Everyone's BMR is different, so you can't really say that yours "should" be 1800 cals a day. 30-45 minutes of exercise three times weekly sounds good, but how often are you doing the 15 minutes? That's not going to burn any significant number of calories, if weight loss is your goal.

Honestly, everything you describe sounds within the range of normal. Bad ergonomics, gas pains, etc can account for all your symptoms. If you have a gut feeling that something is truly wrong, then pursue it with your doctor, but I don't anticipate that he/she will be too concerned or will run a lot of tests based on what you describe here.

I hope you feel better, but please don't get too worried at this point. It all really does sound normal.
posted by tetralix at 4:29 AM on June 9, 2010

"the romantic dinners have turned into functional, everyday after-work meals and can not be the main culprit. "

Even eating everyday meals, women tend to gain weight once they're partnered, often unconsciously eating larger portions that are closer to the (usually male) partner's, sharing off a partner's plate, skipping fewer meals, eating more rounded meals, etc.
posted by Eyebrows McGee at 5:39 AM on June 9, 2010

Response by poster: Tetralix, I feel that not being able to sleep on my side because of the pain (left - hip, right - shoulder) should not happen to an otherwise (seemingly) healthy person in early 30s. :( I don't know, is this normal? Because it is, then I'm screwed and can forget about having kids and a house and a dog and just hobble off to my death. :(

Sorry, my knee started really hurting again during a bit of gentle exercise last night and I'm a bit depressed about it all.
posted by gakiko at 5:42 AM on June 9, 2010

Response by poster: Ok, I'll get out of the thread after this last comment, I promise: I'm not all that worried about weight gain. I know what to do to lose weight - eat less and exercise more - but I'd like to be able to do it. Eg. right now, I can't do pushups or pullups because of shoulder pain, I can't lift barbells because of my wrist, I can't run or jump. I feel like a cripple and I'm not ready to admit defeat so early.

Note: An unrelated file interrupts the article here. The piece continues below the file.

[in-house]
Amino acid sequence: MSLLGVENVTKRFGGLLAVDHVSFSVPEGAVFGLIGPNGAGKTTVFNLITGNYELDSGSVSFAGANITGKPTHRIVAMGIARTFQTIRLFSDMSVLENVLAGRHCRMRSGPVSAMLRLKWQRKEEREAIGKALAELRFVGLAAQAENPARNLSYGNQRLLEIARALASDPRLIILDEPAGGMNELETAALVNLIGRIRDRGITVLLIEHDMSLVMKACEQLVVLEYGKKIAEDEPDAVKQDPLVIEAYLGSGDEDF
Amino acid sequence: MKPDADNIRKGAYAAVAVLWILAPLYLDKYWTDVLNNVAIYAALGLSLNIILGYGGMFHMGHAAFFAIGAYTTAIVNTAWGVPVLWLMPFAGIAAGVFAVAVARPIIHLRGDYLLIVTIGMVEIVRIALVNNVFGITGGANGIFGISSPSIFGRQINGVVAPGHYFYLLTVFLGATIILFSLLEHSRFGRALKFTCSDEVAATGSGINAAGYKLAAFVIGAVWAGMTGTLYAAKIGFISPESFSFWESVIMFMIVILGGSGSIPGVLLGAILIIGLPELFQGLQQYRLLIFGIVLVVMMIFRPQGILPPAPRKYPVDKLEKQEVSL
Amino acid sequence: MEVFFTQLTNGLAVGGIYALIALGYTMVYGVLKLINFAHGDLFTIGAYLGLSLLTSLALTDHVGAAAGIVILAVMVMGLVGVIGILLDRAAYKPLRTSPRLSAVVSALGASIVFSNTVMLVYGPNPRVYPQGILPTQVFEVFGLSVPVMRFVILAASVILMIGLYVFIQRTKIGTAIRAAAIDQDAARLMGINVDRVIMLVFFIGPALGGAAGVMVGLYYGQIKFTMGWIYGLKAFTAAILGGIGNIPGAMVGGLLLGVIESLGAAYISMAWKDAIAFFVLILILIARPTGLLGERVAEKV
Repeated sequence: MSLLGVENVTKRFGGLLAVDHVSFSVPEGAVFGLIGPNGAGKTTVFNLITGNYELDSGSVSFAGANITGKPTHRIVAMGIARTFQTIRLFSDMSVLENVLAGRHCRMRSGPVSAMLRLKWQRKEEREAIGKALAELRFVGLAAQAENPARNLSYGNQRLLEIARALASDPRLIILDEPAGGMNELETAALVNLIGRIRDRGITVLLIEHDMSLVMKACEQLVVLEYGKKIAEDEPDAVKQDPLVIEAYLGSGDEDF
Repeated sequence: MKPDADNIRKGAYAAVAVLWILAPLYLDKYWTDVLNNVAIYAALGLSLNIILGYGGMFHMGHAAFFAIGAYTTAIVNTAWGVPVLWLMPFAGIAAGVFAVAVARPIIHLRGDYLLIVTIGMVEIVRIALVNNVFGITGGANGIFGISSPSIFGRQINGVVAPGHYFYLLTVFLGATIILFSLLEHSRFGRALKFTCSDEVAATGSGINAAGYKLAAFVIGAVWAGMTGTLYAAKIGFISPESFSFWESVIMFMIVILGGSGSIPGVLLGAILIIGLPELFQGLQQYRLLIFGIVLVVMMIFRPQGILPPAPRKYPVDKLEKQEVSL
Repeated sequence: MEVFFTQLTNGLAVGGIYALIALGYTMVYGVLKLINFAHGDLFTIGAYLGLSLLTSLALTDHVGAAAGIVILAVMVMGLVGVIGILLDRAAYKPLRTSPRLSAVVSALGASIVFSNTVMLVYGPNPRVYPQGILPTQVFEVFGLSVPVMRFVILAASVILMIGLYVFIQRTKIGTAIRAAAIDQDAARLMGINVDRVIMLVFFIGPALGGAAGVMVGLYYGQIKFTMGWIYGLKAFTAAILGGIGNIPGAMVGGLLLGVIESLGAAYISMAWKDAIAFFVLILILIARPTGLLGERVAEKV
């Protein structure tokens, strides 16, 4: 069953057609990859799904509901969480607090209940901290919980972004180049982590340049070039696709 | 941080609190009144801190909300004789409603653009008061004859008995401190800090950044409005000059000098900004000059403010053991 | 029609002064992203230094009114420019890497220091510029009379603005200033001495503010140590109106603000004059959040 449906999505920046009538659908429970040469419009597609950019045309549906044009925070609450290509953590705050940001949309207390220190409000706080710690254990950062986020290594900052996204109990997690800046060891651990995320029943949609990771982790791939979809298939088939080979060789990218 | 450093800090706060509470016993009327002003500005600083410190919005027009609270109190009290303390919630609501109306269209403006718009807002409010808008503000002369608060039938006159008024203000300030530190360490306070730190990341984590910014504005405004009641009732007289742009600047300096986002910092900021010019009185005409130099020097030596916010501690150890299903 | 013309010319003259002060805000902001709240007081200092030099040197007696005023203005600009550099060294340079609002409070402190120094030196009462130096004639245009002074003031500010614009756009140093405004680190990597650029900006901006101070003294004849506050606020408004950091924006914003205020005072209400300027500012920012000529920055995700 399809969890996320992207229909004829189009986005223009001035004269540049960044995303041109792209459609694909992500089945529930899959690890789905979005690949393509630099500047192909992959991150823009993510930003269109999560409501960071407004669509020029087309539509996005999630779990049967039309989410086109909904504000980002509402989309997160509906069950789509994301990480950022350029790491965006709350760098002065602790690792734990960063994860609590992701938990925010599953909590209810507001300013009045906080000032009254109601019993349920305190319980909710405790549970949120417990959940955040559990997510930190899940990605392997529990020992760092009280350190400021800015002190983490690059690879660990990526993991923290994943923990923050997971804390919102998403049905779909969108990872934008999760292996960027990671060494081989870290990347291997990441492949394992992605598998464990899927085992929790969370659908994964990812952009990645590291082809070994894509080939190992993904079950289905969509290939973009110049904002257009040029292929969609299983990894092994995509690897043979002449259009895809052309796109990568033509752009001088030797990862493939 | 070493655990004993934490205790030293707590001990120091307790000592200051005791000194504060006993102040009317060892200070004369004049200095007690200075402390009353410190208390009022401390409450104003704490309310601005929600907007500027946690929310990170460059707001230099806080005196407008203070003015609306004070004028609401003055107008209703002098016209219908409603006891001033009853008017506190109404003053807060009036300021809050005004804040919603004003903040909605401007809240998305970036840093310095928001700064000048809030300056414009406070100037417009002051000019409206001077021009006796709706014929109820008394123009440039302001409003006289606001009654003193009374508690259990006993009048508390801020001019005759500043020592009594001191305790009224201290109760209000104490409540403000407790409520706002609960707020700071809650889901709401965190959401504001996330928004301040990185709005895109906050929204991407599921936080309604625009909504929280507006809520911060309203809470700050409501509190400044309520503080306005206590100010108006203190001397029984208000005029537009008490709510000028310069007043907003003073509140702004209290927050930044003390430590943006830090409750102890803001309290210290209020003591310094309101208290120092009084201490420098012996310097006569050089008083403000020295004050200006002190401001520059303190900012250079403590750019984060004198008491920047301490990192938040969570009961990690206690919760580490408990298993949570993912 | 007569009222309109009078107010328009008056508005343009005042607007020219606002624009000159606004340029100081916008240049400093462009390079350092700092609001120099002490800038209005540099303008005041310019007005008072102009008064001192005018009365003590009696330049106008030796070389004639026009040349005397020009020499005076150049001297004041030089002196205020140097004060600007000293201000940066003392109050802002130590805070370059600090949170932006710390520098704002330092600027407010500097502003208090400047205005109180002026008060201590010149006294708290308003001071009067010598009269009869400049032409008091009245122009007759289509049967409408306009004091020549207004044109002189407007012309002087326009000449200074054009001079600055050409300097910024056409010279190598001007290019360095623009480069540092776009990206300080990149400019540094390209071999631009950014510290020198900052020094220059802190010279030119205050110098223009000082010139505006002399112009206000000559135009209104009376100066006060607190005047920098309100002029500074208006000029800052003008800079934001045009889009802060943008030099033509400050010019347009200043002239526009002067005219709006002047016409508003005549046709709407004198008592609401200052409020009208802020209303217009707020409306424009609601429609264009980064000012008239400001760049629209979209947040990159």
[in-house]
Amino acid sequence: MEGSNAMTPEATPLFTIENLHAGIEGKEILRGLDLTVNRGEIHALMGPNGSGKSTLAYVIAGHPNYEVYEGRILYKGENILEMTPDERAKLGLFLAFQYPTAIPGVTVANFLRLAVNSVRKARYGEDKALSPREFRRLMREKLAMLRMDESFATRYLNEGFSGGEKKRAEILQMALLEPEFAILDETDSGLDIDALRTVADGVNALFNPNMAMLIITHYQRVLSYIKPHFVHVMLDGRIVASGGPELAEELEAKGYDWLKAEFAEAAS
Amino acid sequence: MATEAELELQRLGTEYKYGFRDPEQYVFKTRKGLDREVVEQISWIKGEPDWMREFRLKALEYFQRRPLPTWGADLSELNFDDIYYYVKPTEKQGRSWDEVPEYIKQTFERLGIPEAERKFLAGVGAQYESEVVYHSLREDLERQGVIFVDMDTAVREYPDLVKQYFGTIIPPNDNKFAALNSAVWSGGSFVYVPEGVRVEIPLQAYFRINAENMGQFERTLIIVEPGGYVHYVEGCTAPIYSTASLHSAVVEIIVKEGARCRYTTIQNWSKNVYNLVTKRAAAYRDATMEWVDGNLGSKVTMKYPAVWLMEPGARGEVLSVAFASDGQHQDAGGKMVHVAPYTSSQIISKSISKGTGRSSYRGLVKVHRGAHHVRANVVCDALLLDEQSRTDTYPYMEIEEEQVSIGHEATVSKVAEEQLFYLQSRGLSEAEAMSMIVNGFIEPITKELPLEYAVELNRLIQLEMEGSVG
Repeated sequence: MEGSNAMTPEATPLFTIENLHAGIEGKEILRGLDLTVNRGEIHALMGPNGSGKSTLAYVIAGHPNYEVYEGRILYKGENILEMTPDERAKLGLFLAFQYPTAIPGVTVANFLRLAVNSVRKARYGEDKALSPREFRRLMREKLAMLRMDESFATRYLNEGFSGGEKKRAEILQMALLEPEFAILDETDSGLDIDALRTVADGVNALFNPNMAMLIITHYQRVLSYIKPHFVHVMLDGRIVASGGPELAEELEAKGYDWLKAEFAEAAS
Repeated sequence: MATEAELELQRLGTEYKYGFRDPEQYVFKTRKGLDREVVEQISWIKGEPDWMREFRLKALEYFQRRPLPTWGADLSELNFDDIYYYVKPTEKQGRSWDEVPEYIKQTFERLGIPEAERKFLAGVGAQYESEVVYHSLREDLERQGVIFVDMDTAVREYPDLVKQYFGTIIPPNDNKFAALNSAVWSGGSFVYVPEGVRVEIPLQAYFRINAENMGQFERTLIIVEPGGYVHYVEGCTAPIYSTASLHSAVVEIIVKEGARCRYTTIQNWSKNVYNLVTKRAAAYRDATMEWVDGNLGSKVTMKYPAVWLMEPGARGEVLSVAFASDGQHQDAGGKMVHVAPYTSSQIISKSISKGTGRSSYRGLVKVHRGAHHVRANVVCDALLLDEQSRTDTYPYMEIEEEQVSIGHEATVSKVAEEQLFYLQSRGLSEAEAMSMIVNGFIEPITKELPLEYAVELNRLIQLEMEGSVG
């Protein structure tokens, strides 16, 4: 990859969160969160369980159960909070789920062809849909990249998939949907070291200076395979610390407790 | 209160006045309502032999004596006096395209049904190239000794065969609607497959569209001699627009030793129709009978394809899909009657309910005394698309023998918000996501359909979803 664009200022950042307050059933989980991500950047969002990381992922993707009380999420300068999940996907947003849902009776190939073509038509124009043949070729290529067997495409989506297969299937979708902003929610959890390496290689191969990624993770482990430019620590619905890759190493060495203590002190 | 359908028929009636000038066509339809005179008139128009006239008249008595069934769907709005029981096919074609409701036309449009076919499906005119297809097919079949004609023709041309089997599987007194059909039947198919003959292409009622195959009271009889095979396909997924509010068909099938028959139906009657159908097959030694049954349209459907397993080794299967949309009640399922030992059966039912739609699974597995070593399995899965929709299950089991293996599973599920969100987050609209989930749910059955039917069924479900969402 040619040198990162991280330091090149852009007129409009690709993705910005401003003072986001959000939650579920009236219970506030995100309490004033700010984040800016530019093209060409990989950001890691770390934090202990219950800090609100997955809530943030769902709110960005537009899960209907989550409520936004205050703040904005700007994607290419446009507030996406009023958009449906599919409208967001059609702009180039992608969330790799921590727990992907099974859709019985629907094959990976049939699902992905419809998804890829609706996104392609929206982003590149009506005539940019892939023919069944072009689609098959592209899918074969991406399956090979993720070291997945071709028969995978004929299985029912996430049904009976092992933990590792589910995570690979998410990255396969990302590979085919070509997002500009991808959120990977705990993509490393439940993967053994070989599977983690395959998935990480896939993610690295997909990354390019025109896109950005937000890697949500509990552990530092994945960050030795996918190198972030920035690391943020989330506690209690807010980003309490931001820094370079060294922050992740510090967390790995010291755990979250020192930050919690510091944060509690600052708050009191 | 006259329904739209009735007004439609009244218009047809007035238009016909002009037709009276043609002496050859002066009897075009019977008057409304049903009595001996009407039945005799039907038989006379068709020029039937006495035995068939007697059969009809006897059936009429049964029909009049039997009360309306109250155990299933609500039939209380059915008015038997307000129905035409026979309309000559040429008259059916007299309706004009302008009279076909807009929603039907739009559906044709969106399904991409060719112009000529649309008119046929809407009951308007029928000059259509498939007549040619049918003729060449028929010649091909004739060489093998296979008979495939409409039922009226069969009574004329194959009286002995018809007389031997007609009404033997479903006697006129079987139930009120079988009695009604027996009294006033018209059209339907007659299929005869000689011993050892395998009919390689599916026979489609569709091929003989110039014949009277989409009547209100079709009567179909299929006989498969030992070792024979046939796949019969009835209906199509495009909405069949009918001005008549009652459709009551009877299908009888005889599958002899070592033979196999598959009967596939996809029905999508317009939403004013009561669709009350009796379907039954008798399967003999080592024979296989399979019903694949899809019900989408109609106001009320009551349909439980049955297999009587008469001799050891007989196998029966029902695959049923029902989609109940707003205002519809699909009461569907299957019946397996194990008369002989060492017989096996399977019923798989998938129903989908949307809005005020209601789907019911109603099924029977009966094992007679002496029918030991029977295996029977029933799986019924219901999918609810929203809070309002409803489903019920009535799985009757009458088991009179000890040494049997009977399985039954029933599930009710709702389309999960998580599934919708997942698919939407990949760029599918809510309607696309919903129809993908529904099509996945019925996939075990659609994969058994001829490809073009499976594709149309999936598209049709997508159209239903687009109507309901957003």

posted by gakiko at 5:47 AM on June 9, 2010

Sorry, from your initial description I didn't get that the pain was that severe or limiting. That type of pain definitely does warrant investigation---have you tried things like hot packs, gentle stretching, ibuprofen, etc? Maybe your doc will refer you to physical therapy or start you on some mild anti-inflammatories, depending on what he/she finds. Good luck.
posted by tetralix at 6:03 AM on June 9, 2010

When I had the kind of intense abdominal pain you describe (every couple of months, lasting a few minutes), it turned out to be my gallbladder. Just another thing to put on the list for the doc...
posted by Daily Alice at 6:12 AM on June 9, 2010

Yeah, don't count on those calorie requirements being accurate. I track what I eat and what I do obsessively and consume about 1/3 more calories than I "need" without gaining weight. The best way to calculate what you burn per day is to log your calories and weight every day and work backwards from there.
posted by pjaust at 6:22 AM on June 9, 2010

From your radiating pain you could have spine issues. Degenerative discs, herniation, joint issues, even bone spurs can cause the pains you're describing.

For example. I have a burning shoulder pain issue? Why? Bone spur pinching on nerve.

I have inner elbow pain? Why? Degernative disc or again the bone spur.

Go see a physiatrist. They are a non-surgical orthepaedic/spine specialist. They'll take some xrays, maybe an MRI and then do some physical therapy.
posted by stormpooper at 6:26 AM on June 9, 2010

This could be anything from thyroid to metastasized ovarian cancer. Get a really great GP willing to spend some time with you and run tests. DON'T head straight to a specialist.
posted by availablelight at 6:43 AM on June 9, 2010

Mononucleosis can cause joint pain, and can also lead to an enlarged/inflamed spleen and liver. May be worth checking out if it's not one of those you listed. I felt miserable when I had it some years ago. Get well soon!
posted by The Toad at 7:42 AM on June 9, 2010